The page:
Profiting from the soaring price of oil, financiers are gambling billions on the New York and London commodities markets. Over the last two years increased demand for oil, especially from China, and the interruption of supplies from several major oil producing countries, have pushed up oil and gas prices. But massive financial speculation on oil markets has added at least $15 a barrel ($/b) to crude. Oil hit $40/b in May and topped $50/b at the end of September.
The surge in demand for oil has come mainly from strong economic growth in China and, to a lesser extent, the United States. But with little spare production capacity globally, oil supplies have been disrupted by a series of dramatic events.
The occupation of Iraq has drastically reduced its oil production, from 3m barrels a day (bpd) to around 1m bpd, with frequent interruptions. Last year there was an oil ’strike’ in Venezuela, really a bosses’ lockout aimed at bringing down Chávez’s government. Putin’s trial of strength with Yukos, the oil and gas giant headed by the jailed Khodorovsky, reduced Russia’s output. Nigeria’s production has been cut by the insurgency in the Niger Delta region. Then there were four hurricanes in the Caribbean, reducing Gulf of Mexican production by a third for weeks.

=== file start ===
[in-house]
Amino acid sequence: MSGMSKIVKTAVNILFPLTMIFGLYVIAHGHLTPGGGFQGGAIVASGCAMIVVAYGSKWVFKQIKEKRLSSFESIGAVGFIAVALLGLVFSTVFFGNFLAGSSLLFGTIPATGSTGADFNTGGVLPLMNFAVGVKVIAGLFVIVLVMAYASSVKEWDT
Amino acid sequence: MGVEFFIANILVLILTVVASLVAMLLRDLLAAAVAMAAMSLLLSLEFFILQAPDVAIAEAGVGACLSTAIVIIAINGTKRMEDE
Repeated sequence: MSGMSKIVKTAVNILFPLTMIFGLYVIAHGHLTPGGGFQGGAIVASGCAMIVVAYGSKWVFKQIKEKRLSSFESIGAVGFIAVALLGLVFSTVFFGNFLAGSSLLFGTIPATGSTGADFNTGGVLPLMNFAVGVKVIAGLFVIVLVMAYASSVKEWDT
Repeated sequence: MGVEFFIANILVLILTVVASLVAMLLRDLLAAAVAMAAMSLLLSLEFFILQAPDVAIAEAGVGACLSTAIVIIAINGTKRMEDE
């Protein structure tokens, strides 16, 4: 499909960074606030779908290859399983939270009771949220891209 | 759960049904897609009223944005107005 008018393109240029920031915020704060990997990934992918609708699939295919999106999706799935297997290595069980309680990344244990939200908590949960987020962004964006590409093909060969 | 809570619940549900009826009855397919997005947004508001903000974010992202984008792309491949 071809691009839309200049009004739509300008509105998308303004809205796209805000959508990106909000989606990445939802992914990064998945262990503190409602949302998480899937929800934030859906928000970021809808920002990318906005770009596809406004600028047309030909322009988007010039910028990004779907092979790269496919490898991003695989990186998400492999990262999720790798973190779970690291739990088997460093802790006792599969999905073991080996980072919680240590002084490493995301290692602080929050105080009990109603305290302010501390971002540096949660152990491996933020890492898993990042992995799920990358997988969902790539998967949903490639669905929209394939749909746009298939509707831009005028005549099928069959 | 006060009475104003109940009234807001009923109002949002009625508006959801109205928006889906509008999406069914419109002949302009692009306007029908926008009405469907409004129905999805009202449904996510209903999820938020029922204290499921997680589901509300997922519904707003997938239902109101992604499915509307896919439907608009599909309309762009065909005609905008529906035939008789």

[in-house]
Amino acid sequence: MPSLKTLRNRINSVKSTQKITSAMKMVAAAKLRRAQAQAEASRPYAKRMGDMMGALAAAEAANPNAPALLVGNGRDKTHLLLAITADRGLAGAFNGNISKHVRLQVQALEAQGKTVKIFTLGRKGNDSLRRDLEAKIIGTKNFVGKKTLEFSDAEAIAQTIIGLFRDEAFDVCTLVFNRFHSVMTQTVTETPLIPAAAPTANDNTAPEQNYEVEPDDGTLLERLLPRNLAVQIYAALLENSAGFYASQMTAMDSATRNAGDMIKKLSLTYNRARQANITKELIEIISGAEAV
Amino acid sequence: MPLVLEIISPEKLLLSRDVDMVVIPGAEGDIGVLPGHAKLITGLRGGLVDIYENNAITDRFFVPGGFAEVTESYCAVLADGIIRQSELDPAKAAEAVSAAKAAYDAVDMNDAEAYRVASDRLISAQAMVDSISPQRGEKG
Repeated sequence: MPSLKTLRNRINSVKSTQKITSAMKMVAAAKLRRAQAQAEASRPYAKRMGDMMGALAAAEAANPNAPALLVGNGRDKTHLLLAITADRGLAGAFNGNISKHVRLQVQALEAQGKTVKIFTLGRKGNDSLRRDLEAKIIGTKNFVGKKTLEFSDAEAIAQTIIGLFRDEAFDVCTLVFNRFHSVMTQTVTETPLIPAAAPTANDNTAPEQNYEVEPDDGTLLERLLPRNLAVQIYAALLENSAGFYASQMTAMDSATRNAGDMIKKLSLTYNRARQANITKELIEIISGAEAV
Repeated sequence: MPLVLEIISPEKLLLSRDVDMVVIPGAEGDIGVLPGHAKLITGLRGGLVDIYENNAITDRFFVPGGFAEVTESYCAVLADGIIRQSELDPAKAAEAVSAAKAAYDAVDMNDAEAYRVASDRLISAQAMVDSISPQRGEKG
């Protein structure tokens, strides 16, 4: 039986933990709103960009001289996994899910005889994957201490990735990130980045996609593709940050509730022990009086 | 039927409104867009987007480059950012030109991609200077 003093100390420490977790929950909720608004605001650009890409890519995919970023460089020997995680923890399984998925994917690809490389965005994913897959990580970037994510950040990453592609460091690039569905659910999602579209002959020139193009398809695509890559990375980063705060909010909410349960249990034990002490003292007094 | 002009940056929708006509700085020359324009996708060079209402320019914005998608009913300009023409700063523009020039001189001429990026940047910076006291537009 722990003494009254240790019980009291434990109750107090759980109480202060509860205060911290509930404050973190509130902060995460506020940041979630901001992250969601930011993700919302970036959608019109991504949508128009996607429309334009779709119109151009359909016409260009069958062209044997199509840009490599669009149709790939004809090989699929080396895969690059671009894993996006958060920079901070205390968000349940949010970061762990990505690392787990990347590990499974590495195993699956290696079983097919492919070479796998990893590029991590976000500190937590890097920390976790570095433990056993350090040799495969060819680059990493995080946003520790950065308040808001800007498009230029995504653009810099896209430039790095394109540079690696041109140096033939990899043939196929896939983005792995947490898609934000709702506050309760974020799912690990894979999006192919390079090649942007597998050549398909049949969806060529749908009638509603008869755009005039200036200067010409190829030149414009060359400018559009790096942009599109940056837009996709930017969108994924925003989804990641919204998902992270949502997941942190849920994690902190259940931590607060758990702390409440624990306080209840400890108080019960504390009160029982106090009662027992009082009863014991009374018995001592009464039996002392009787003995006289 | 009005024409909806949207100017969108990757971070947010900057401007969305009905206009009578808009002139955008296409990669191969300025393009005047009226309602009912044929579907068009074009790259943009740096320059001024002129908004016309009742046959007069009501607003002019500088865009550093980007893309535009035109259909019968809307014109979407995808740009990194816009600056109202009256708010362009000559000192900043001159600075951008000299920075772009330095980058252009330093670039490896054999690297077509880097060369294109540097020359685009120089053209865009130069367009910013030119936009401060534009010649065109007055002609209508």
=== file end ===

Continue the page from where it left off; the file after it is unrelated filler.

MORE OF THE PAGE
But there is more than unexpected disruption behind the supply problems. For 10 or 20 years, the big oil companies, despite their huge profits, have seriously under-invested in new oil fields and refining capacity. New, large-scale oil deposits are now very scarce, perhaps non-existent, and most new fields are more expensive to develop. Most oil fields are in politically unstable regions, and the companies and their investors are more reluctant to risk their money. Refinery and transport facilities are also lagging behind.
The ’hidden hand’ of the capitalist market, we are told, reliably matches supply and demand, perhaps with a few time lags here and there. With oil and gas, however, vital fuel for the world economy, there is a huge, long-term mismatch between supply and demand.
Intensive exploitation, without social investment, provokes upheavals that threaten even existing production levels. But big business prefers short-term speculation to long-term development.
Oil futures market
In the past, oil was overwhelmingly traded on the "physical" market. Big consumers (manufacturers, airlines, petrol retailers, etc) purchased their fuel directly from producers, the big oil corporations and national oil companies. Recently, however, a rising share has been traded on the oil futures market, a finance-driven commodities market.